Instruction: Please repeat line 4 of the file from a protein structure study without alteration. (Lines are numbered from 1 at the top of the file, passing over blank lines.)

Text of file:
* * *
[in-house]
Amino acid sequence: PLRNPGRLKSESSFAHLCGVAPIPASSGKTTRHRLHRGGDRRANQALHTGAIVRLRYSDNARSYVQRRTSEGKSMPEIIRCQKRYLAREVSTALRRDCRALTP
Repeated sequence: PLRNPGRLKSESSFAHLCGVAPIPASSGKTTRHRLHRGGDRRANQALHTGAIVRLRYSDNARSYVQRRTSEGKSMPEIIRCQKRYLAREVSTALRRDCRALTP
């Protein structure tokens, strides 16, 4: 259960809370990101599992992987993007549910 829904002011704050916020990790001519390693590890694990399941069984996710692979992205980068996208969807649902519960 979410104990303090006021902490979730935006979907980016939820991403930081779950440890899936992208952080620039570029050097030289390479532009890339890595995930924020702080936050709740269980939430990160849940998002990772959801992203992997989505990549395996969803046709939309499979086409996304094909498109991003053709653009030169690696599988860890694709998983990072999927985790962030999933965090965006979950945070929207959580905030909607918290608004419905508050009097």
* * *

């Protein structure tokens, strides 16, 4: 259960809370990101599992992987993007549910 829904002011704050916020990790001519390693590890694990399941069984996710692979992205980068996208969807649902519960 979410104990303090006021902490979730935006979907980016939820991403930081779950440890899936992208952080620039570029050097030289390479532009890339890595995930924020702080936050709740269980939430990160849940998002990772959801992203992997989505990549395996969803046709939309499979086409996304094909498109991003053709653009030169690696599988860890694709998983990072999927985790962030999933965090965006979950945070929207959580905030909607918290608004419905508050009097």